I have a '94 Civic LX that needs an alternator replacement. I have
read that in order to replace the alternator, you have to drop the
half shaft in order to do so. I have also heard of people taking it
out of the top by removing the intake manifold.
My questions are...Which way is the best (i.e., the easiest)? How hard
is this to do? Are there any tricks to making it easy?
I appreciate any and all help. Thanks everyone!
The best trick works if the problem is that the brushes are worn out. In a
'94 I'd expect that to be the problem. Symptoms are that it started charging
off and on, then more off than on :-( You may not have noticed the off
and on until it was all off. Anyway, replacing the brushes is a challenge
but apparently not as great a challenge as getting the alternator out in
Check out Elle's write-up on her '91 Civic at
(Don't overlook the part about disconnecting the battery.) Elle is our
resident expert on most things Civic.
Only thanks to Eric, Tegger, Curly, JB, JT ("Grumpy"),
George of years ago, you, and many other regulars.
Nixternal, note especially the following comment within my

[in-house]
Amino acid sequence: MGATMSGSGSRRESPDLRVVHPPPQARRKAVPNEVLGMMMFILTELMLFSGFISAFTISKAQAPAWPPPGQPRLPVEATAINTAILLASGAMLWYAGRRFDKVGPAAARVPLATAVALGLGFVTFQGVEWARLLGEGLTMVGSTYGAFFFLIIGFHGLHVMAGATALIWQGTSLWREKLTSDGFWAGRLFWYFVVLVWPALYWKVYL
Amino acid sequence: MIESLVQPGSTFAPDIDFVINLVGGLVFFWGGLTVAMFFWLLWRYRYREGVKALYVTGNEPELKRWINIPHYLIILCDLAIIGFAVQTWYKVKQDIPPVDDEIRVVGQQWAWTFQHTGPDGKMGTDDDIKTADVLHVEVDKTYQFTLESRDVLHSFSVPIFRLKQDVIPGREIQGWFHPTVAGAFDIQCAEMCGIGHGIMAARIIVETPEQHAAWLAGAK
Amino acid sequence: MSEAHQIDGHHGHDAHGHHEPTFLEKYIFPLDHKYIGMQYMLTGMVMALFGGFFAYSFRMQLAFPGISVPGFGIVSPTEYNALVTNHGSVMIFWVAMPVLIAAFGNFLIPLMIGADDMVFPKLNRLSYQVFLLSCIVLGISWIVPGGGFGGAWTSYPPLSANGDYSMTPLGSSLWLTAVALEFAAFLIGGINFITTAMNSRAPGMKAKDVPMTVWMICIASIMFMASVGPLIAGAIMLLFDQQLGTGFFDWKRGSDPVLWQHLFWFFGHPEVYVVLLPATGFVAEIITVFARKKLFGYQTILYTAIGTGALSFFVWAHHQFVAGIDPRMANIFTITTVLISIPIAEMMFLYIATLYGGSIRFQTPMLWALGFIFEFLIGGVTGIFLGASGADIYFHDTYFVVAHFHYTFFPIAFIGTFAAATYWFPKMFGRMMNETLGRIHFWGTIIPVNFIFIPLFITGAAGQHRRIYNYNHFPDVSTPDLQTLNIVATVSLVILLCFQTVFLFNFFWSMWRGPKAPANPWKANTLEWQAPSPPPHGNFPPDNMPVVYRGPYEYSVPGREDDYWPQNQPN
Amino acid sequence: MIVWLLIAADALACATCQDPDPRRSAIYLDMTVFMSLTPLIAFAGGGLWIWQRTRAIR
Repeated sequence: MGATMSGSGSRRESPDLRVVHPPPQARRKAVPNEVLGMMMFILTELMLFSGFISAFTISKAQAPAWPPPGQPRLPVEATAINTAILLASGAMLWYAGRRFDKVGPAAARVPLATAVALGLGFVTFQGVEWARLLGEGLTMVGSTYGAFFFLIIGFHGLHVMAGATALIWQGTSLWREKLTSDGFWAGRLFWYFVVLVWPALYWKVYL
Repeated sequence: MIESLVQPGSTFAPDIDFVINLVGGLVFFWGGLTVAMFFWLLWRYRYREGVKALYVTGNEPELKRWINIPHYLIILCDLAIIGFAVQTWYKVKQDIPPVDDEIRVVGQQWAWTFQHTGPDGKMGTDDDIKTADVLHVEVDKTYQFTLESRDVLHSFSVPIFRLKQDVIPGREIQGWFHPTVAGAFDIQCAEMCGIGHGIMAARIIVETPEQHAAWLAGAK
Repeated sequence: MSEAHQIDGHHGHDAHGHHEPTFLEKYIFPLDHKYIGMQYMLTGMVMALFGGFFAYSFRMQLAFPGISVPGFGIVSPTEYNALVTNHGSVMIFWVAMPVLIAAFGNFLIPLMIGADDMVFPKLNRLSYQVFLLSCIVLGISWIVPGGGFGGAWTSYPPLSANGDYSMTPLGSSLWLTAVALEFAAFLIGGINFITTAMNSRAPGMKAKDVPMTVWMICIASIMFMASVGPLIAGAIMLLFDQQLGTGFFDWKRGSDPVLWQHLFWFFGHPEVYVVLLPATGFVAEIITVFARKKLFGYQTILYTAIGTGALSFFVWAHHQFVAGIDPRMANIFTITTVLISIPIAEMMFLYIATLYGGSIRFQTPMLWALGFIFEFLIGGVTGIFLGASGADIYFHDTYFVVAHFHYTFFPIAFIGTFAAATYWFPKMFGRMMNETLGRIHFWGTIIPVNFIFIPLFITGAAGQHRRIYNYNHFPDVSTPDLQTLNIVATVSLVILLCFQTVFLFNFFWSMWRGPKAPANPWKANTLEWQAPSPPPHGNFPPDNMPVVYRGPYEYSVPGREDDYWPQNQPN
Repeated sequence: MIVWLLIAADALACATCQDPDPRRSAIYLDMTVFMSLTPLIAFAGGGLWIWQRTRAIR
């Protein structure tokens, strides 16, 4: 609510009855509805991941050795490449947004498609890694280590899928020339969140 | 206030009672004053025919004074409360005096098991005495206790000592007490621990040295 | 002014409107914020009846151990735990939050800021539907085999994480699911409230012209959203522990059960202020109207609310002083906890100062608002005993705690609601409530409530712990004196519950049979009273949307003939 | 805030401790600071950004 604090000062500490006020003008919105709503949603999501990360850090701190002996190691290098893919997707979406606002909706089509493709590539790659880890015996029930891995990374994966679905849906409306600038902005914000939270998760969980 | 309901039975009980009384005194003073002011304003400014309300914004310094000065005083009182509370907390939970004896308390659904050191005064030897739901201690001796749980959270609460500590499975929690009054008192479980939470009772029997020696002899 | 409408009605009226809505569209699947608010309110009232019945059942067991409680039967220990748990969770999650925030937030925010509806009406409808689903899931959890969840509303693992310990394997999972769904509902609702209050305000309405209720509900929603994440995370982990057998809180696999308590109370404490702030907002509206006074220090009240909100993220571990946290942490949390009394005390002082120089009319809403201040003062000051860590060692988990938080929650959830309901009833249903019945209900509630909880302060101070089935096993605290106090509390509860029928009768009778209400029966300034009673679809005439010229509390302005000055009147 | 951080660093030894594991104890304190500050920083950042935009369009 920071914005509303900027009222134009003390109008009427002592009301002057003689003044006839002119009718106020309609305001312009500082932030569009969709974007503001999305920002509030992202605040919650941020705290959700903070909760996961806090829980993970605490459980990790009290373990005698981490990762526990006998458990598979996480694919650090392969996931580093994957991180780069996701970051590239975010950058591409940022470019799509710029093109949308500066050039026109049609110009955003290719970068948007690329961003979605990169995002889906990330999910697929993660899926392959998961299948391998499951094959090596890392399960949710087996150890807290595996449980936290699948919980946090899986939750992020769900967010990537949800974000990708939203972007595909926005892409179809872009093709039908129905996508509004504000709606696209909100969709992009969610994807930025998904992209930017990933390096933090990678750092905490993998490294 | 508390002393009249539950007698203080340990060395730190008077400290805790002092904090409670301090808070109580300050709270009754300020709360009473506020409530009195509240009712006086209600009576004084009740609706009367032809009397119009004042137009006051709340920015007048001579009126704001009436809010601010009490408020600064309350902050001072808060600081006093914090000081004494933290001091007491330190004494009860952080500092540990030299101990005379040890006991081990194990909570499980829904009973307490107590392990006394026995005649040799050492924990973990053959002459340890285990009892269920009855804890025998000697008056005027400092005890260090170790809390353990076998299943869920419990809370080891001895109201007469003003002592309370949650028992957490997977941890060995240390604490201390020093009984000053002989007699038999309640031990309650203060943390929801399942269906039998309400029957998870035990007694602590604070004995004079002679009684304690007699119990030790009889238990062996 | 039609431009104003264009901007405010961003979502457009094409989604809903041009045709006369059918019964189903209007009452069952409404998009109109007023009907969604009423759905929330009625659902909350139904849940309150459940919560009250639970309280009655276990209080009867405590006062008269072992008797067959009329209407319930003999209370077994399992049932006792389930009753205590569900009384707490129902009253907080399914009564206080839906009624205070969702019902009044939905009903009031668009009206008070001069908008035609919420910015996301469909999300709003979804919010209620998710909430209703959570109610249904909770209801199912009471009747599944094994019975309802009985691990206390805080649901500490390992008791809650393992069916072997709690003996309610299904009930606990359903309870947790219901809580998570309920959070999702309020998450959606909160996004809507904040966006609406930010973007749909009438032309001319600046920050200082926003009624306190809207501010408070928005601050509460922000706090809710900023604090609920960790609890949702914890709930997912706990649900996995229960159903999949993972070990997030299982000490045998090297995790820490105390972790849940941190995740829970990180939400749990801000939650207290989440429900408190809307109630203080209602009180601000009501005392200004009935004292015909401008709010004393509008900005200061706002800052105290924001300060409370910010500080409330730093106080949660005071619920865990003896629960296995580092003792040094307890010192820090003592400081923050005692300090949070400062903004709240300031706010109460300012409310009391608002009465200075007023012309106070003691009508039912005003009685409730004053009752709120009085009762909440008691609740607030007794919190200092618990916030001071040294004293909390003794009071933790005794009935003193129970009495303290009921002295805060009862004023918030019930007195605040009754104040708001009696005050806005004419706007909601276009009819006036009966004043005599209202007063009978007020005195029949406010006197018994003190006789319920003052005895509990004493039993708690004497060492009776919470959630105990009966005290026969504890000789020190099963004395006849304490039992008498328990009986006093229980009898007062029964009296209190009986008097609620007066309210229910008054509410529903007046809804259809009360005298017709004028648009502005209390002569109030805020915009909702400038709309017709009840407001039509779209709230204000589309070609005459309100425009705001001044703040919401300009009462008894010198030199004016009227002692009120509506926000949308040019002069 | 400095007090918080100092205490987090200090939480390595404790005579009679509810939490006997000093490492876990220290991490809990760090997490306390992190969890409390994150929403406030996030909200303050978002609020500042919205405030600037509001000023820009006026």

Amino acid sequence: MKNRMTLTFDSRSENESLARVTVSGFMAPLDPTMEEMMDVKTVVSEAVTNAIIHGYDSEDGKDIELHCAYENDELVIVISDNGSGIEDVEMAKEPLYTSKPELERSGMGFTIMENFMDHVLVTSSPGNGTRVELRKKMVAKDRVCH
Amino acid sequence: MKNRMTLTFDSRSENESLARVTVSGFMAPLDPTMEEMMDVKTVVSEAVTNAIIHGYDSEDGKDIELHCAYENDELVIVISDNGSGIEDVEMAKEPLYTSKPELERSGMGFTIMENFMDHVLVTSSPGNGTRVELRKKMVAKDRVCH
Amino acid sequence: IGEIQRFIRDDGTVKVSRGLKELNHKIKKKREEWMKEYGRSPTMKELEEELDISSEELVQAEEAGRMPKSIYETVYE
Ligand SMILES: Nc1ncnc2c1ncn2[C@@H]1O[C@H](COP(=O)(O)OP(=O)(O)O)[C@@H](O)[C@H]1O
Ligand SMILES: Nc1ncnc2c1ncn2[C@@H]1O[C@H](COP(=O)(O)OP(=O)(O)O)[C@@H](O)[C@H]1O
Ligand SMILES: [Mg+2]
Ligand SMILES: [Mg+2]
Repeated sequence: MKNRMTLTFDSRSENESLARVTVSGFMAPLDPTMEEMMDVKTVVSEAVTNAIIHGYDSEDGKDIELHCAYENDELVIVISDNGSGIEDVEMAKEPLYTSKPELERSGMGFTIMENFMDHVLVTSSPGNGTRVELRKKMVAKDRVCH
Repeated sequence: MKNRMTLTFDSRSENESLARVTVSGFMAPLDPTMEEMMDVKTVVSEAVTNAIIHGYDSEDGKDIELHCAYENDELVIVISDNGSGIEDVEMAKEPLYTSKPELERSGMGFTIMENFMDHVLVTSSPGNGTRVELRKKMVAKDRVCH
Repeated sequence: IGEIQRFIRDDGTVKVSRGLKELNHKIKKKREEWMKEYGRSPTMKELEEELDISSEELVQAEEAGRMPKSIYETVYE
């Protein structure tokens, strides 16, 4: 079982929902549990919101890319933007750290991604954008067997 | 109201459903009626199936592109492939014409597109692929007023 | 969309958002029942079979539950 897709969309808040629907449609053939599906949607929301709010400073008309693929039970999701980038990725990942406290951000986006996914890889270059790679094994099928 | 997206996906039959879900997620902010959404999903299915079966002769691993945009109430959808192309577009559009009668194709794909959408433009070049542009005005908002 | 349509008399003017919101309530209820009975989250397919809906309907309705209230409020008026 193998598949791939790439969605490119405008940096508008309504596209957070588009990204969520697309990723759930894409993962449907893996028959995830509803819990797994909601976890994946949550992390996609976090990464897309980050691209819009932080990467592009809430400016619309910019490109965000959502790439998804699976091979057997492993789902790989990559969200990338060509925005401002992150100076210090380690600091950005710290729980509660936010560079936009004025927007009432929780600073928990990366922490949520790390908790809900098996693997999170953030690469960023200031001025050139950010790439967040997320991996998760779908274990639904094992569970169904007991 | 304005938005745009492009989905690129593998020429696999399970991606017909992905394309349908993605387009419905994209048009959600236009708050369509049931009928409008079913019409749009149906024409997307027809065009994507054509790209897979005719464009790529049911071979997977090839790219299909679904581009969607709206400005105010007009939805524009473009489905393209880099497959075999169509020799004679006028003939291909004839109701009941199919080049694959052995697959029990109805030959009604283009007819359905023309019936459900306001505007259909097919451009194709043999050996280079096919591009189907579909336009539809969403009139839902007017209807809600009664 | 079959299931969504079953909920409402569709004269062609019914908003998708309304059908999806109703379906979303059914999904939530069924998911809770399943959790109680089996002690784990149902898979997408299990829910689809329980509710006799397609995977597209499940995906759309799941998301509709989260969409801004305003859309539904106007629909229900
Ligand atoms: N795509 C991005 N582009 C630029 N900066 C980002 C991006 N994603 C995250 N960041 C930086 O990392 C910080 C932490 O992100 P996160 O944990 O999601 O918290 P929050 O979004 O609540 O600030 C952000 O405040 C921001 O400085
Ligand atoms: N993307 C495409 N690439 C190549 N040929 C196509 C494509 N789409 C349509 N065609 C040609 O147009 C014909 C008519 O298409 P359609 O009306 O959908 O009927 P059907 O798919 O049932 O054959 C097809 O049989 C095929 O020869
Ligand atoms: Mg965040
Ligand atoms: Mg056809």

To remove the alternator in its entirety, use any of the
online Honda manuals (including Autozone's), supplemented by
rec.autos.makers.honda hints [link at my site is broken;
you'll have to groups.google the newsgroup's archives].
Notice especially the hints about getting that extra inch or
two of clearance needed to pull the alternator out: You'll
need to support and push against the engine via a jack,
pressing against a block of wood, which presses against the
oil pan. After this, an engine mount is removed, and the
engine is jacked higher. A similar method is used during
timing belt removal, only the manuals are explicit about
providing support at the oil pan.
I have a 95 CX hatchback,just replaced my alternator last month.Came
out the top(near the left middle/back)easy enough.
The BIG pain was to take the main bolt(the one that goes trought the
casing)off.It was stuck there.
Look and try different position and it should come out,unless there is
something that's in the way and it's not on mine.
Thanks everyone for the responses. The alternator is totally dead so I
will be replacing it with a new alternator. When I say dead, I mean
ceased :) I just read that I don't have to remove the half shaft
which is promising now. My plans are to:
a) Remove and replace the alternator
b) Remove and replace the belts (alternator belt is gone anyways)
And then of course a nice tune up, some fresh oil, and maybe another
250,000 miles :) At 13 years old, the engine still purrs like it is
new. The only "major" thing I had happen to the car was while doing
about 70mph on the highway the timing chain busted. The first reaction
from the tow truck driver and the mechanic was, "good chance your
valves are totaled as well." Well, nothing happened, all they had to
do was replace the timing chain and I think the water pump, can't
remember. They were all shocked that there wasn't more damage.